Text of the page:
The aviation safety regulator has found deficiencies in the country’s air-traffic control system, including too few controllers and a high number of incidents in which aircraft flew too close to one another.
A scathing report into Airservices Australia, the government owned company that manages Australian airspace, also raises concerns about air-traffic controllers’ experience and supervision.
The Civil Aviation Safety Authority’s report highlighted the ”recurring nature” of non-compliance notices it has issued to Airservices, which suggested that the latter’s senior management ”is either unaware of, or has not taken sufficient action to address the root causes”. Airservices was served with 233 notices between May 2003 and June 2012.
The confidential report, issued in January and obtained by the ABC under freedom of information laws, highlighted a spike in the number of aircraft that had flown too closely – known as ”breakdown of separation” incidents – between late 2011 and early 2012.
Aircraft breach separation rules when they fly within five nautical miles of each other on a horizontal axis, or within 1000 feet vertically.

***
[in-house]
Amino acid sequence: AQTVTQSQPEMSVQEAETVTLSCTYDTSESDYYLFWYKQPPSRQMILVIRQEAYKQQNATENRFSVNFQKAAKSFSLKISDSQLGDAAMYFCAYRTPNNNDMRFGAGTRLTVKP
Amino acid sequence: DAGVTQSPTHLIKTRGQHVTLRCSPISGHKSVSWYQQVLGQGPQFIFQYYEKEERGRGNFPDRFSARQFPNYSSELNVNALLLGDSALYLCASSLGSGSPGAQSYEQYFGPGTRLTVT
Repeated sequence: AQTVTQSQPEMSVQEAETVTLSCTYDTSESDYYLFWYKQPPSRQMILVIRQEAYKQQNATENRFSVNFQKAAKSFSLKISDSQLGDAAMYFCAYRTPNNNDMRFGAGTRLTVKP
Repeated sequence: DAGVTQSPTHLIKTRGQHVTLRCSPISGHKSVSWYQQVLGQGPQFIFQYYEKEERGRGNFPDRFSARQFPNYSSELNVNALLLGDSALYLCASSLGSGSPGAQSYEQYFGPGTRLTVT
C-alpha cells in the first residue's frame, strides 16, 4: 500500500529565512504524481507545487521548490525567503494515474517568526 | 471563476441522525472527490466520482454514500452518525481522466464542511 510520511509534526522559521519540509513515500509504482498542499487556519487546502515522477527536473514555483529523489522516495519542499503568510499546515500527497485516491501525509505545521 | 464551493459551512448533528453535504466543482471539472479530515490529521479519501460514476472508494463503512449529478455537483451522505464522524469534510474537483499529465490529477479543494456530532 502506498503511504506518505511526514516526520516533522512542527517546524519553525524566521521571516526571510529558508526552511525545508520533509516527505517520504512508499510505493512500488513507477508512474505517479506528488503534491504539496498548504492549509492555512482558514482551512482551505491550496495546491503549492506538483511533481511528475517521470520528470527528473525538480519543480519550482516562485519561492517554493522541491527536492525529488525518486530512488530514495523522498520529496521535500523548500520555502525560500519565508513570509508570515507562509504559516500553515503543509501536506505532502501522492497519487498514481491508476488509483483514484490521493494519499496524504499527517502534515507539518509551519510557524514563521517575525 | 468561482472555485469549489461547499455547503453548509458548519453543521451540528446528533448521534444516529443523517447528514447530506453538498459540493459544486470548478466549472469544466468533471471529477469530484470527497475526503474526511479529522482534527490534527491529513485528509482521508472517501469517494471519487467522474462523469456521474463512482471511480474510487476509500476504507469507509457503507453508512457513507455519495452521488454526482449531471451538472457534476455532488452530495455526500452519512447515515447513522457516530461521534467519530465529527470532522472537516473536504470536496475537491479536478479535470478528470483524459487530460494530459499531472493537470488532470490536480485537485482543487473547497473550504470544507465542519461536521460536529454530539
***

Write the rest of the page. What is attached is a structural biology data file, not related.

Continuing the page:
CASA said the number of these incidents was a ”matter of concern as the consequence of these can be high and they indicate failures” within the air-traffic system.
While Airservices has increased its total workforce by about 35 per cent in the past decade, the number of air-traffic controllers has stayed static, at more than 900.
In the same period, the number of aircraft movements has surged by about 27 per cent.
CASA said the effect of a lack of air-traffic controllers was most apparent in the airspace over mining states such as Queensland and Western Australia.
It also raised concern about the lack of direct supervision in some air-traffic control towers, and the ”ability to always provide suitably qualified and experienced” controllers. It said ”shortcuts appear to have been taken” in recruiting and training of some international and former Defence Force controllers.
CASA has made 35 recommendations to tackle ”deficiencies” in air-traffic system management and has decided to limit Airservice’s certificate to operate the air-traffic control system to three years, rather than indefinitely.
The pilots’ union said the findings were ”concerning”. Airservices said it had acted on all CASA’s recommendations.